Investigators examining the circumstances of a New York commuter train accident that killed six people said on Wednesday they were collecting recording devices from the site where the train hit a vehicle stalled on the tracks in the railroad’s worst-ever accident.
New York Governor Andrew Cuomo said five passengers died in the Metro-North train crash near the suburb of White Plains on Tuesday evening, not six, as he had previously announced. The woman driving the Jeep Cherokee that the train struck while it was stuck on the tracks also died.
Fifteen other people were injured, including seven in very serious condition, the governor added.
An earlier traffic accident in the area had diverted a number of vehicles toward the crossing where the accident happened, according to Rob Astorino, the Westchester County executive.
“Apparently the gate went down on the car and she got out to put the gate up and at that point got back in the car to drive away,” Astorino told reporters on Wednesday.
Astorino said he has considered the road there as dangerous, echoing complaints made by other local residents.
Snow covered the blackened front car on Wednesday at a crash scene crisscrossed with yellow police tape. Two large red lights at the crossing flashed intermittently alongside a sign stating: “Do not stop on tracks.”
The Metropolitan Transportation Authority, the state-controlled agency that runs the railroad, said the crash was the deadliest accident for Metro-North, the second-largest commuter railroad in the United States.
The National Transportation Safety Board, the federal agency that investigates transportation accidents, plans to examine signals at the crossing, the highway that intersects the rail tracks and any issues linked to a fire ignited by the crash, according to board member Robert Sumwalt.
The fire seemed to have started after the Jeep’s gasoline tank burst, Cuomo said.
The highway signals, rail signals and the crossing arms at the intersection all have recording devices that NTSB investigators will examine, Sumwalt said in remarks to reporters at Reagan National Airport outside Washington.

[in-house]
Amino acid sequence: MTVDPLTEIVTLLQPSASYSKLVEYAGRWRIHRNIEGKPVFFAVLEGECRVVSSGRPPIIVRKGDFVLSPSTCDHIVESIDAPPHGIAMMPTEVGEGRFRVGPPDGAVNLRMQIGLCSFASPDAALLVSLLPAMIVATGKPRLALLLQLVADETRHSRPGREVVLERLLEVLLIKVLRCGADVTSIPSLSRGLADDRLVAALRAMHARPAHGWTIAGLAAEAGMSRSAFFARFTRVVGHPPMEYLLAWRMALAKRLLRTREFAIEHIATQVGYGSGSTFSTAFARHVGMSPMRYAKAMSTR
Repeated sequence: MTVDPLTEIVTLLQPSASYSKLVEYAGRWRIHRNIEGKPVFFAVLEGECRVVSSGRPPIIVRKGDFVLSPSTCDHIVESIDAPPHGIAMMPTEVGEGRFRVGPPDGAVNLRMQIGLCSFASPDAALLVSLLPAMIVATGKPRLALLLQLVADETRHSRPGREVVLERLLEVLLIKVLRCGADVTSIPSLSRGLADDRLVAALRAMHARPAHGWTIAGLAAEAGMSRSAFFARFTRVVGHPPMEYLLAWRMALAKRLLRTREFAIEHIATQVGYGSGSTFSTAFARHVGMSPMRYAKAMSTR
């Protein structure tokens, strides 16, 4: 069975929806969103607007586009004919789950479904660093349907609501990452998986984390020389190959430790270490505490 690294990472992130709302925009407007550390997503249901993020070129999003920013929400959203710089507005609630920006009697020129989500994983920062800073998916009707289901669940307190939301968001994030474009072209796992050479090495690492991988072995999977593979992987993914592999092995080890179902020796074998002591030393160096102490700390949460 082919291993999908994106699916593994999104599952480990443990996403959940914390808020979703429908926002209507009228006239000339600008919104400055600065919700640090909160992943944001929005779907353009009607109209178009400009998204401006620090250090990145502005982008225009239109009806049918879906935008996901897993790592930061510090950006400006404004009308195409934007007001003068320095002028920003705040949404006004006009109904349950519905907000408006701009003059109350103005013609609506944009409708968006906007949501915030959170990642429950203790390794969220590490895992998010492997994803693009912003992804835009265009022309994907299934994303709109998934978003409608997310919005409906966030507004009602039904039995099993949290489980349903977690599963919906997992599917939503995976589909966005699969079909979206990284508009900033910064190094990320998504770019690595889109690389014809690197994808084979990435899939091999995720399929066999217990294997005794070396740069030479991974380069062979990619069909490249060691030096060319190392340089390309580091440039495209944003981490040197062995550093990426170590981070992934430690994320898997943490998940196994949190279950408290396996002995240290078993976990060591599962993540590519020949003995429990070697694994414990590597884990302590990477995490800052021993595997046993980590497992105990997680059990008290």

Investigators are likely to be on the ground for the next five to seven days to interview witnesses and collect “perishable evidence,” Sumwalt told reporters a few hours later after arriving at the crash site.
Thousands of commuters faced a snarled journey to work on Wednesday morning in the aftermath of the accident.
MTA spokesman Aaron Donovan said roughly 45,000 riders take the Metro-North Railroad’s Harlem Line on an average weekday, about 14,000 of whom board north of where the crash occurred and would be directly affected. Parts of the train line were still closed on Wednesday.
Several commuters said they were wary about riding in the front car of the train but others were unfazed, noting that trains did not seem unusually busy. Peter Greco, a risk manager at a New York City office of BNP Paribas, said the only delay he encountered was a longer line at a White Plains parking lot.
“I don’t think riding in front will bother me,” he said.
The electrified third rail pierced the Jeep and then tore through the floor of the first car of the train, officials said, charring the carriage and sending billows of smoke into the air. Damage to the other seven cars was minimal.
Some survivors walked to safety through the darkness of an adjacent cemetery, according to Nancy Dillon, who owns a nearby funeral monument store. “It was surreal, like in movies,” she said on Wednesday.
Some 650 passengers regularly take the train, which carries commuters through affluent New York City suburbs such as Westchester County, one of the richest in the United States.
Tuesday’s crash appeared to be the deadliest rail accident in the New York City area since March 1982, when a Long Island Rail Road train hit a van, killing nine teenagers inside, at a level crossing in Mineola, according to a search of NTSB databases.
A Metro-North train derailed near the northern edge of New York City in December 2013, killing four people and injuring 70. In May 2013, two Metro-North passenger trains collided between Fairfield and Bridgeport, Connecticut, injuring more than 70 people.
The NTSB released a report late last year that identified common safety issues with the railroad following probes of those accidents and three others between May 2013 and March 2014.
(Additional reporting by Bill Trott and Susan Heavey in Washington, Dan Burns in New York and Jed Horowitz aboard a Metro-North train in New York; Writing by Fiona Ortiz, Curtis Skinner and Jonathan Allen; Editing by Scott Malone and Will Dunham)